* Cubans feared Romney would toughen U.S. policy
* Obama lifted restrictions on remittances, travel to Cuba
* U.S.-Cuba relations slightly improved under Obama
By Jeff Franks
HAVANA, Nov 7 Cubans breathed a collective sigh
of relief on Wednesday over U.S. President Barack Obama's
re-election victory and expressed hope he might still bring a
change in U.S. policy toward Cuba that many expected after he
won his first term in 2008.
They generally supported him over Republican candidate Mitt
Romney because they feared Romney would be the second coming of
President George W. Bush, who toughened the longstanding U.S.
trade embargo and hardened relations with the Cuban government
during his time in the White House.
"Bush made it really hard for us economically and even to
see family who live in the United States. If Romney had won most
of the people here would have been really sad," said Havana
domestic worker Violeta Gutierrez as she washed dishes in her
Obama's 2008 victory raised hopes that the U.S. trade
embargo against Cuba, imposed in 1962 with the intent of
toppling the island's communist government, would finally be
lifted and U.S.-Cuba relations, hostile since the 1959
revolution led by Fidel Castro, would improve.
The embargo is still in place and relations have improved
only slightly, but in 2009 Obama lifted Bush-era restrictions on
remittances and Cuban American visits to the country 90 miles
(145 km) from Florida, both heartily welcomed by Cubans.
The flow of remittances has risen to an estimated $2
billion, a huge help to Cubans who earn on average $19 a month,
and 300,000 to 400,000 Cuban Americans have been pouring into
the island annually, bringing their families a steady flow of
consumer goods, food and medicines hard to find in Cuba.
They have helped Cuba's budding self-employed sector by
bringing items for Cubans to sell, although stiff new import
duties imposed by the government threaten the influx of goods.
MONEY CHANGED LIVES
"The money people receive from their family has changed
their lives. It helps them eat better, dress, buy soap for a
bath, everything thanks to that money," said Gutierrez, who gets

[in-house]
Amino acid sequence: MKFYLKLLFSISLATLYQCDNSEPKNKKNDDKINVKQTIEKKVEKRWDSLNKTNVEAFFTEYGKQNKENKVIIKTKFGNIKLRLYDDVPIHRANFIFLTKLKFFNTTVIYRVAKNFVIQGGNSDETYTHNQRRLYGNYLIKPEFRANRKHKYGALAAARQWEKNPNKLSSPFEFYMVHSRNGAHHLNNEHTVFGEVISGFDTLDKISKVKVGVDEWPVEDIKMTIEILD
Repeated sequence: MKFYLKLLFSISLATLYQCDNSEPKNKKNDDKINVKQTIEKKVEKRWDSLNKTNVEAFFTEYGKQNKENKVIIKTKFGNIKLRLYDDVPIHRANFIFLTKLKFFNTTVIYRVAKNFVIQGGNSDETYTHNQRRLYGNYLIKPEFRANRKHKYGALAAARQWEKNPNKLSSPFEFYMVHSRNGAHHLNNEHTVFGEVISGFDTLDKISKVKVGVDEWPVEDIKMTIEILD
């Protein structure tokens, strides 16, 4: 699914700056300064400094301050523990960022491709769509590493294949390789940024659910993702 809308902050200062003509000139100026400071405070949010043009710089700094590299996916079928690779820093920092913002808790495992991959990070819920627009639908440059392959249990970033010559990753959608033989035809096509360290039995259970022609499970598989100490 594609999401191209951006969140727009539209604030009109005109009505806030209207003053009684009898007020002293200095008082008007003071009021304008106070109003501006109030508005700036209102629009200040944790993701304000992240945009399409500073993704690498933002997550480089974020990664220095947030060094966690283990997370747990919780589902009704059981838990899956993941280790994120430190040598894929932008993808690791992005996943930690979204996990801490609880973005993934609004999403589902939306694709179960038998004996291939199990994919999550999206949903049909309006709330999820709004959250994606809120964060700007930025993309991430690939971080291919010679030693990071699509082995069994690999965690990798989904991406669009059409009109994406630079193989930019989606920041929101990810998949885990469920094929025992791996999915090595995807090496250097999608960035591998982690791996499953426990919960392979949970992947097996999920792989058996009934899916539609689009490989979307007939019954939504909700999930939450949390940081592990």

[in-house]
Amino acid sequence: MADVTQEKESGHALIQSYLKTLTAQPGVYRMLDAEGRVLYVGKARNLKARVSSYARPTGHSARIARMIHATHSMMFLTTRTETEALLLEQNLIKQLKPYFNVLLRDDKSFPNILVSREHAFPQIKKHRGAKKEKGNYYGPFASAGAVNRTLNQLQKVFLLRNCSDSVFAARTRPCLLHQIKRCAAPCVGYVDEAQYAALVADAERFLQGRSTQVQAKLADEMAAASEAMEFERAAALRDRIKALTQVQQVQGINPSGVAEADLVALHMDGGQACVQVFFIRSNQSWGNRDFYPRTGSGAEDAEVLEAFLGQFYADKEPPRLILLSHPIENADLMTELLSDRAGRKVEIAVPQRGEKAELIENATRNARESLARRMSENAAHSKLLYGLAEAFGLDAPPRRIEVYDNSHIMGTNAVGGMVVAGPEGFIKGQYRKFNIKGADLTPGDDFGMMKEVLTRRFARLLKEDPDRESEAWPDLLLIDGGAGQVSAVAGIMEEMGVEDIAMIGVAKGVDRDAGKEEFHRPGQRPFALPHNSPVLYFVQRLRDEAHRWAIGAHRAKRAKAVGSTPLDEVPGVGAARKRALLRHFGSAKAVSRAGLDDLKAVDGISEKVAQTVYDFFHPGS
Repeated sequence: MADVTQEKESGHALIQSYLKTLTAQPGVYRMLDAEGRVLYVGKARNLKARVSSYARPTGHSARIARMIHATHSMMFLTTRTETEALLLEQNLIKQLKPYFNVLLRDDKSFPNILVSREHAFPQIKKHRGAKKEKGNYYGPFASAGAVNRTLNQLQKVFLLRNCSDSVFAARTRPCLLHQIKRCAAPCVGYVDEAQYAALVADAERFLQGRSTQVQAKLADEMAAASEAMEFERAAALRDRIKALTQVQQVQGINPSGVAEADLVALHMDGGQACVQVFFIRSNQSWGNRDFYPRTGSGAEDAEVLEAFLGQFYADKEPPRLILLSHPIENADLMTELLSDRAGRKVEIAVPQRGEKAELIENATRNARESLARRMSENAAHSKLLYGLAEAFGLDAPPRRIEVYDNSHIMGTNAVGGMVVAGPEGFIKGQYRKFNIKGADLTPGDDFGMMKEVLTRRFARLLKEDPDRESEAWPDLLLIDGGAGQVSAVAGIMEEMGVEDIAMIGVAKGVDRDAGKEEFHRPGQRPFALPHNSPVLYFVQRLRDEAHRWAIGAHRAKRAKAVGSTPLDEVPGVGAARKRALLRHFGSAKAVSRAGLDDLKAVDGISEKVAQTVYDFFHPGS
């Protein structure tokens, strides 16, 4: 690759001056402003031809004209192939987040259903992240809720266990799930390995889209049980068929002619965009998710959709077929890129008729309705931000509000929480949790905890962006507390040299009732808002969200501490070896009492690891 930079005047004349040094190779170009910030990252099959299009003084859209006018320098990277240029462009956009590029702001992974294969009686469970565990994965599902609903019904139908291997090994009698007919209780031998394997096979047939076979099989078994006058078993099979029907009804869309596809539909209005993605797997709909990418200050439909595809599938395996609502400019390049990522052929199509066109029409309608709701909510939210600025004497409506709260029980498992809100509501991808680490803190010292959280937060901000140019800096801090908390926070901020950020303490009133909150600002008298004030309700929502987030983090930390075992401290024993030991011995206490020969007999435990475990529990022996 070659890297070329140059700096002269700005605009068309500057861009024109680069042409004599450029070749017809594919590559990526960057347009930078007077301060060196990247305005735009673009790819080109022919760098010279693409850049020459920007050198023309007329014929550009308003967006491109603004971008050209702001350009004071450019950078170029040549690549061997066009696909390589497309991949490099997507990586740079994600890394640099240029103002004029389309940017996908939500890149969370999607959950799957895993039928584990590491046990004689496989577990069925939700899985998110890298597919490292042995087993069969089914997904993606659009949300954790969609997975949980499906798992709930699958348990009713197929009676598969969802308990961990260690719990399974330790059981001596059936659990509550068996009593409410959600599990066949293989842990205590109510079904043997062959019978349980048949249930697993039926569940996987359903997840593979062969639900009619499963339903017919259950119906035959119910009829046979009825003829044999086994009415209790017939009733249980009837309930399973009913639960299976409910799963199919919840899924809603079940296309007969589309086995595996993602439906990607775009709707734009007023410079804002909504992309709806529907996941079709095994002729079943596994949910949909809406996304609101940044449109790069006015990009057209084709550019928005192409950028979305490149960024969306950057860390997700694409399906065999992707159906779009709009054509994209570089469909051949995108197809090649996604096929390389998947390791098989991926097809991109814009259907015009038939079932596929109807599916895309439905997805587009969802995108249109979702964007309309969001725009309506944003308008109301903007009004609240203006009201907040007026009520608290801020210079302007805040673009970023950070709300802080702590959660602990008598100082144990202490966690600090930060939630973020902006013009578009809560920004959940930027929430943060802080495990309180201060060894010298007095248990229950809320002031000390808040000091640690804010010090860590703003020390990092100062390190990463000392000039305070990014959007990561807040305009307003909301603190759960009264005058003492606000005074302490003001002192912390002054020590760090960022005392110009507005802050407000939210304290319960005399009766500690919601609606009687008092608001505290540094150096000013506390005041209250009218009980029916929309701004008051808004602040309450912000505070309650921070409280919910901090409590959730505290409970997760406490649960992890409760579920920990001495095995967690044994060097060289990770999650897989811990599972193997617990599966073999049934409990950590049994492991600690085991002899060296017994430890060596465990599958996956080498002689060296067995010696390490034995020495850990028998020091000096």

money occasionally from family members in Miami.
Romney had threatened to roll back Obama's changes if he won
the presidency and was supported by Cuban American lawmakers who
say the easing of restrictions had only helped the Cuban
government, led by President Raul Castro, younger brother of now
retired Fidel Castro.
"The Cuban American extremists favor policies that hurt the
Cuban people and give the Cuban government excuses for their
failures," said dissident Miriam Leiva at an election night
function at the U.S. Interests Section in Havana, which the
United States has instead of an embassy because the two
countries have no official diplomatic relations.
A straw vote by those in attendance, among them Cuban
dissidents and diplomats from the United States and other
countries, went to Obama 64-19.
Obama also renewed U.S.-Cuba talks on immigration and postal
issues, but the mild rapprochement ended when Cuba arrested
American Alan Gross and sentenced him to 15 years in prison for
setting up Internet networks on the island.
Washington insisted he was only trying to improve Internet
access for Cuban Jewish groups, but he was working for a U.S.
program that promotes political change on the island, which the
Cuban government views as subversive.
Despite the setbacks, handicrafts vendor Rene Castillo said
four more years of Obama still held the promise of hope for
better days between the two ideological foes.
"Obama is the hope that more things change between Cuba and
the United States. Not even under (President Bill) Clinton, who
also did his part in favor of better ties, was there so much
interaction as there is with Obama," he said.
"Now it's needed that he fill himself with courage and lift
the embargo, but here everyone knows he can't do it alone," said
Cuban officials have expressed less optimism about Obama,
saying before the election they expected no major changes in
U.S. policy no matter who won because Obama and Romney shared
the goal of toppling Cuban communism, but with different
Obama "proposes to liquidate the Cuban Revolution, but with
softness," Cuban National Assembly President Ricardo Alarcon
told Venezuelan television network Telesur in a recent